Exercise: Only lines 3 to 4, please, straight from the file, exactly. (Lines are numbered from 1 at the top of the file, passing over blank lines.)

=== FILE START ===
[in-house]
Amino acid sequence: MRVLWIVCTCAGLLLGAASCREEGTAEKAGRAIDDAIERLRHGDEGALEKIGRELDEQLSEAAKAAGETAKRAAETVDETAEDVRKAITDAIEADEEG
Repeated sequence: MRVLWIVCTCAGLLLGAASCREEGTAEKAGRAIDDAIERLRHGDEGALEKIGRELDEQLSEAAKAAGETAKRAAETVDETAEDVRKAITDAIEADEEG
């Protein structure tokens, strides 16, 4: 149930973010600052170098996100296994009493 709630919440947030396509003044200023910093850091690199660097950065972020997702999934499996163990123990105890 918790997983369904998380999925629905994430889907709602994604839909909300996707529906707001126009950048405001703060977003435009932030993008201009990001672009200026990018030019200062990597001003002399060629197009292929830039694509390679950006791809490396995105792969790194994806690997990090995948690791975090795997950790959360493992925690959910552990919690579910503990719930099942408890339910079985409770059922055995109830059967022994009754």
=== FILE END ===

Repeated sequence: MRVLWIVCTCAGLLLGAASCREEGTAEKAGRAIDDAIERLRHGDEGALEKIGRELDEQLSEAAKAAGETAKRAAETVDETAEDVRKAITDAIEADEEG
């Protein structure tokens, strides 16, 4: 149930973010600052170098996100296994009493 709630919440947030396509003044200023910093850091690199660097950065972020997702999934499996163990123990105890 918790997983369904998380999925629905994430889907709602994604839909909300996707529906707001126009950048405001703060977003435009932030993008201009990001672009200026990018030019200062990597001003002399060629197009292929830039694509390679950006791809490396995105792969790194994806690997990090995948690791975090795997950790959360493992925690959910552990919690579910503990719930099942408890339910079985409770059922055995109830059967022994009754």